However, as a woman ages, the fat cells of the body begin to shrink naturally. It's this shrinkage that results in the wrinkles and sagging that are the telltale signs of aging. The wrinkles will be discussed in another article, but it's the sagging we concern ourselves with here. Sometimes, it isn't age that causes the sagging. A friend of mine recently lost about 30 pounds due to illness (a hormonal imbalance had affected her metabolism and her ability to process proteins). She is fine now, but she was not overweight before getting sick and the results of her illness were disheartening for her. At 35, she found herself with shrunken and sagging breasts, a belly that looked like a deflated balloon, and the overall appearance of a body at least ten years older than she actually was.
None of her clothing fit anymore and she was forced to go and buy a whole new wardrobe. She asked me to come with her to advise her and make sure she got clothes that were right for her. After several hours of shopping and being disheartened with the way everything looked on her new shape, she was ready to give up. She had been happy to listen to me on virtually every suggestion but one - foundation garments. Before I let her throw in the towel, I demanded that she at least try my suggestion of new undergarments. She consented, and we were off to the lingerie store.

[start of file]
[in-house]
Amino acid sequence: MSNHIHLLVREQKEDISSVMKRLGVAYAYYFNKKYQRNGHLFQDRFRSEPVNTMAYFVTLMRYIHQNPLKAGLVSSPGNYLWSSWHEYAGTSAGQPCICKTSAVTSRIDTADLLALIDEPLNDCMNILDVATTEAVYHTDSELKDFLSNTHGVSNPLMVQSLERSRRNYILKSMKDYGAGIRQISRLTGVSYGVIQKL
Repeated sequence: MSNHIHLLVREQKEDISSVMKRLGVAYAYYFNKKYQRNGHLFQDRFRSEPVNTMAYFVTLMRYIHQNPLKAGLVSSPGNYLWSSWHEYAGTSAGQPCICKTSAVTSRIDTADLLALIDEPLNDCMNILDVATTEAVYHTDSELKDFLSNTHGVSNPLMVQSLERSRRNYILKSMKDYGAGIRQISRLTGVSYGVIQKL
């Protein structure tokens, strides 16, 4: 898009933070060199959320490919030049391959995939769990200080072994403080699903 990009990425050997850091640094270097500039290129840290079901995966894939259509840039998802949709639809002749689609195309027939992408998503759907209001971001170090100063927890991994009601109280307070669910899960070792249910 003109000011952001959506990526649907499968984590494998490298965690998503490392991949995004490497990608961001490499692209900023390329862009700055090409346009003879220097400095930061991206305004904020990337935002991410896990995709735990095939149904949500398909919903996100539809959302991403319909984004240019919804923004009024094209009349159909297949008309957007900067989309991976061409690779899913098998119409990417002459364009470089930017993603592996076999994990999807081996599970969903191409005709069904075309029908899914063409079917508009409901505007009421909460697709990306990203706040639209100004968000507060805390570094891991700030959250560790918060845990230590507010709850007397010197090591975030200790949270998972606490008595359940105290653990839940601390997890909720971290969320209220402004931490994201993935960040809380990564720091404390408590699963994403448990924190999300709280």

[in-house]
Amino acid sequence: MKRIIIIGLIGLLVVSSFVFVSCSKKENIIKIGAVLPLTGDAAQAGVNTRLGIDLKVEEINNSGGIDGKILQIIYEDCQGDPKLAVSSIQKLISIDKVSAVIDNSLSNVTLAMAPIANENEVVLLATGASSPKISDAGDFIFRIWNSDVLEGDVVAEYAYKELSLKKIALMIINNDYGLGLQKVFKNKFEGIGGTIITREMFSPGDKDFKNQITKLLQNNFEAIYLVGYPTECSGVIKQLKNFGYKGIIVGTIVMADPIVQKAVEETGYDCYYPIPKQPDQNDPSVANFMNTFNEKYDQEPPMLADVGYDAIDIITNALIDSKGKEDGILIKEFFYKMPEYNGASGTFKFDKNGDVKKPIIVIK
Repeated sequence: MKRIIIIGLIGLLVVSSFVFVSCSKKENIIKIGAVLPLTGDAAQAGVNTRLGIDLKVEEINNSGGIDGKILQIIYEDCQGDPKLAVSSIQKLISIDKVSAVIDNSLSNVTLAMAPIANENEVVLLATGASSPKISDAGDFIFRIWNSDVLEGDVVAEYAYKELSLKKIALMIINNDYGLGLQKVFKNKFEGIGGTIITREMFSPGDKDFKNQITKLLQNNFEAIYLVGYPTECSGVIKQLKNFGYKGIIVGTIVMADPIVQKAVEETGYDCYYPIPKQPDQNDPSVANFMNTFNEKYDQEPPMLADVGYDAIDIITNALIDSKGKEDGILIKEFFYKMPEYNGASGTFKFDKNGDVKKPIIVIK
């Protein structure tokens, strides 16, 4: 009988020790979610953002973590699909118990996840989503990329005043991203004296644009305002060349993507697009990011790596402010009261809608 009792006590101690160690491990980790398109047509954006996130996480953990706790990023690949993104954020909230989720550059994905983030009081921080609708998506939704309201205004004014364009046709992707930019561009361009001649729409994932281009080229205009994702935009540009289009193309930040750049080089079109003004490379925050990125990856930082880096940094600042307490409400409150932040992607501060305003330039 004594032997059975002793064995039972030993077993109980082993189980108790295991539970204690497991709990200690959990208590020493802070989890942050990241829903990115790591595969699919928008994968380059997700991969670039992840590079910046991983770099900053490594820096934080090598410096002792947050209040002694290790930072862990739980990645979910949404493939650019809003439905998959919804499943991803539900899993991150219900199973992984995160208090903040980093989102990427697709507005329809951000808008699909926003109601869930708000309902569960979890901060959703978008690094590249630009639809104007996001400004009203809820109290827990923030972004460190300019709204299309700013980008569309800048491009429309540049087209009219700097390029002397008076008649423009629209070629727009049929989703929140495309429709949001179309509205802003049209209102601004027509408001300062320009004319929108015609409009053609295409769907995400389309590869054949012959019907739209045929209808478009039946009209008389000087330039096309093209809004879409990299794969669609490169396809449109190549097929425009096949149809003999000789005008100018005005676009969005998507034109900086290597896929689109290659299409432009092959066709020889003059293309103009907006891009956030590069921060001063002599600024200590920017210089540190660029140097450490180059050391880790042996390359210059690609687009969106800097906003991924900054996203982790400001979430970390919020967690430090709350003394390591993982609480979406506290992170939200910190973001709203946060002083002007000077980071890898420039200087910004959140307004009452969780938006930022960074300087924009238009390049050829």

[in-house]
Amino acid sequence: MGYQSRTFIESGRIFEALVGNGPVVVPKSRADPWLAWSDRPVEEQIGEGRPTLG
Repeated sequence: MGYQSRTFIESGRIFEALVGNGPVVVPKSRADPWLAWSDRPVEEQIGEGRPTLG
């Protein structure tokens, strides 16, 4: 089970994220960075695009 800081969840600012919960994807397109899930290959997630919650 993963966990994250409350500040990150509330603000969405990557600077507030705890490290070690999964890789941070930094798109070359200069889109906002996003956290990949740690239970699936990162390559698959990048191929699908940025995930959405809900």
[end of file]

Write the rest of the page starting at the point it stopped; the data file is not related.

Once there, I walked her through the store and made suggestions. Still, she resisted, grabbing a few items that she thought she would like and heading for the dressing room. I waited patiently outside while she tried them on, listening to her groans of disgust. Finally, I'd had enough and headed back amid the shelves to do my own foraging. I returned with bras and foundation garments in two sizes, one just slightly smaller than she claimed to need. The foundation garment I chose was a lycra-blend body shaper that extended from just below the breasts to just above the knee, and I selected it to give her the needed support to firm up the sagging in her middle.